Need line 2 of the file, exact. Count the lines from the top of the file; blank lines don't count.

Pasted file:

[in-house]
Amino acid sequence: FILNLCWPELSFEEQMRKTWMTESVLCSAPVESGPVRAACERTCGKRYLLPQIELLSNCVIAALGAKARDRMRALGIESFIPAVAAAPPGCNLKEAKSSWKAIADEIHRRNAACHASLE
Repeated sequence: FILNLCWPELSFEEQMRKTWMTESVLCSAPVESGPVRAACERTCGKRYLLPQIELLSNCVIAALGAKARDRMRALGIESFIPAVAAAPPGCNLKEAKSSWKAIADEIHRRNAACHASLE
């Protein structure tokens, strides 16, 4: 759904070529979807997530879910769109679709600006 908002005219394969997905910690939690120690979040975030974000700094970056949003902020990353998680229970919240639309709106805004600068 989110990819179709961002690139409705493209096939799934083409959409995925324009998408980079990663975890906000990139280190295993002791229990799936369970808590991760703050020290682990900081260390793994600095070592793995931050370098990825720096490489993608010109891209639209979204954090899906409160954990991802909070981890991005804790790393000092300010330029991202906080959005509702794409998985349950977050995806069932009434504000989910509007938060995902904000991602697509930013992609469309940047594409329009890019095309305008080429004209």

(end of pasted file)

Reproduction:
Amino acid sequence: FILNLCWPELSFEEQMRKTWMTESVLCSAPVESGPVRAACERTCGKRYLLPQIELLSNCVIAALGAKARDRMRALGIESFIPAVAAAPPGCNLKEAKSSWKAIADEIHRRNAACHASLE